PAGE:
Late in the autumn of 1941, when there was less work to do at that compound, most of the women were brought back into the ghetto. Dvoyre and her sister continued working in the compound with a few dozen other women. But Dvoyre grew sick, and had to leave for the ghetto with her sister, where they lived for some time under very bad conditions.

Some ten girls had been assigned as policewomen in the ghetto by the partisans. Their task was to keep order as best as possible in the ghetto and to see to it that all the able-bodied women appeared for work assignments on time. They wore white armbands as insignia. They treated the women in the ghetto well. The Lithuanian commandant of the ghetto, an infamous murderer, once babbled to the policewomen when he was drunk, that preparations were being made for the slaughter of all the women in the ghetto. The girls immediately told all the women about this. A terrible panic arose in the ghetto. Everyone sought ways to escape.

Dvoyre and her sister ran away from the ghetto to a peasant woman in Telzh whom they knew. A nun named Rupeikaite from the village of Kalnenai, three kilometers from Telzh, rode to the peasant woman’s home. The nun demanded that the two sisters convert, in exchange for which she took the two of them to her home in the village. Roza left and went back into the ghetto. The day the women were taken away to be shot, she escaped the ghetto and joined her sister Dvoyre. For several days the two sisters stayed in a forest, with the nun’s knowledge. The nun took Dvoyre to the peasant Shiaulis in the village of Kalnenai. Dvoyre was there for eight months, and her sister was in the same village at the home of the peasant Godelis for about six months.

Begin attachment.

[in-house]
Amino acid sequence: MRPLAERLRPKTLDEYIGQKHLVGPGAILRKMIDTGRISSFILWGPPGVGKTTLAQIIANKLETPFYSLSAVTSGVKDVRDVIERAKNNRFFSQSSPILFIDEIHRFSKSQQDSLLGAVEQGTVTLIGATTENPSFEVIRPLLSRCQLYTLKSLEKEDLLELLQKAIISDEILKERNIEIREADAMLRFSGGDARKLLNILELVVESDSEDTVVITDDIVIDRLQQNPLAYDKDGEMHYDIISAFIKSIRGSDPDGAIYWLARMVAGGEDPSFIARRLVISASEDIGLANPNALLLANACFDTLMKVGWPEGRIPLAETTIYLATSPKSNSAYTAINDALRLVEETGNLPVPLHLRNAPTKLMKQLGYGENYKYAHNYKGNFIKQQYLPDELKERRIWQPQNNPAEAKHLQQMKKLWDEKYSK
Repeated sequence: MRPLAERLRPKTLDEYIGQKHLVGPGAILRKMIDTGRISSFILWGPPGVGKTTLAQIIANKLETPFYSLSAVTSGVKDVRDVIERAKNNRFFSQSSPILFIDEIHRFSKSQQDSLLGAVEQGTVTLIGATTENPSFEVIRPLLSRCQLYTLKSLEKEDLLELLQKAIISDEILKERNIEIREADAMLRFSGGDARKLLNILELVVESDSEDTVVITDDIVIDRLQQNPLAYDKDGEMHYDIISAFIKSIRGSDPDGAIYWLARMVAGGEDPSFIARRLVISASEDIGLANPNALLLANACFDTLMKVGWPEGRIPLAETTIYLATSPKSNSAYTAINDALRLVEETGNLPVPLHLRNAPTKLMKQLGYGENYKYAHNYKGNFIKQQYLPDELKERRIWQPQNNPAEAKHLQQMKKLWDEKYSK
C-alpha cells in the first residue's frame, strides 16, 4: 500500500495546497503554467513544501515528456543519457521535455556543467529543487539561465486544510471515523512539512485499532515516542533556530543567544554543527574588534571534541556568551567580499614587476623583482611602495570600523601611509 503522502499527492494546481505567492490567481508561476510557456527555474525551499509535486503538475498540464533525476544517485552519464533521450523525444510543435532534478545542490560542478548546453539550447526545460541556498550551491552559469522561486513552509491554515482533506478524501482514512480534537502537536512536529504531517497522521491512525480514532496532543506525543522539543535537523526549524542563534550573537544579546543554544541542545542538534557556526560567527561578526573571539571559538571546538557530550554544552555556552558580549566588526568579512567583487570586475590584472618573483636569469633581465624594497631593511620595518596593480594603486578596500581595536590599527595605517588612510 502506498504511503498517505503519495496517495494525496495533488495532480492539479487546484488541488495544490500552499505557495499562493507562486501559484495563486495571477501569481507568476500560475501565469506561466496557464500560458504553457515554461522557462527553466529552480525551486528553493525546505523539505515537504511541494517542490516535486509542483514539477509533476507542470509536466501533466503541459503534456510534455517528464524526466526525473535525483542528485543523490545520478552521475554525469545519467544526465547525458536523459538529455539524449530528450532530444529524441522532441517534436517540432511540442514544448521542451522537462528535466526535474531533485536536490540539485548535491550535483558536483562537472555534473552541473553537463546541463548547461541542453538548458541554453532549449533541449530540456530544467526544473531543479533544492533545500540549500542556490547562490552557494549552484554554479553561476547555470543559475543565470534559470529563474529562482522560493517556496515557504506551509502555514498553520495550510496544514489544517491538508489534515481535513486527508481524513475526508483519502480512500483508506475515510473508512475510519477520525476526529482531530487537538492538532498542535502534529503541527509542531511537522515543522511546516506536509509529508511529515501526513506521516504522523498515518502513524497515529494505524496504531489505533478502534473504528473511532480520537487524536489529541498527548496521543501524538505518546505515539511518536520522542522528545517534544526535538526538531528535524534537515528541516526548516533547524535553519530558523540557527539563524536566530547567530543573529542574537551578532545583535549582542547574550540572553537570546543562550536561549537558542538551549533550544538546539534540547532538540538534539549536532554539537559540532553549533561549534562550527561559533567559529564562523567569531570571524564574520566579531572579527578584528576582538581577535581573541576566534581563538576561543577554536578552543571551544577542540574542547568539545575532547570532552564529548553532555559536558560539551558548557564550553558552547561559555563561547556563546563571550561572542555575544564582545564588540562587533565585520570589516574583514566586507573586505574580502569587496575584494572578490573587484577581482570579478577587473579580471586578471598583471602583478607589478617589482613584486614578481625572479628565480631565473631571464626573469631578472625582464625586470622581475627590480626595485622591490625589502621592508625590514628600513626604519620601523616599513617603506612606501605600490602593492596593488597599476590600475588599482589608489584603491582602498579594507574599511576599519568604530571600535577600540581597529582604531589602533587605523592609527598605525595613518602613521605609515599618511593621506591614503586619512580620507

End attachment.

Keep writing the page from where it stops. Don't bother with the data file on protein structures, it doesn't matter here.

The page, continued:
Shiaulis took Dvoyre to the Lithuanian wigmaker in the town of Plunge. She lived there with Aryan documents for six months. A peasant from Luoke noticed her there and immediately recognized her. It was dangerous for her to remain any longer, and she returned to the village of Kalnenai to the peasant Rupeika, a worker in the compound owned by the Lithuanian businessman Kazlauskas. She hid there for exactly one year. From there Dvoyre went to a peasant named Kontrimas in a nearby village, where she spent four months.

Constant searches for Red partisans began in that region. A large number of Jews who were in hiding died at that time. Dvoyre left the area and went closer to Alsedzhiai to a peasant in a village where her sister Roza was hiding. She was there for several days, and the good peasant took her close to Alsedzhiai to a village near the holy Lithuanian town of Kalwarye, to the peasant Olesys Vagdarys, a partisan who had taken part in the shooting of the Jewish men in the town of Alsedzhiai. Dvoyre spoke Lithuanian very well, and the murderer did not know that she was Jewish. More than once he boasted how he himself had helped shoot the Jewish men of Alsedzhiai. Dvoyre worked very hard for the peasant as a servant for about a year. She left him and went back to the village of Kalninai to a peasant woman named Kazlauskiene, where she stayed until she was liberated by the Red Army in the fall of 1944.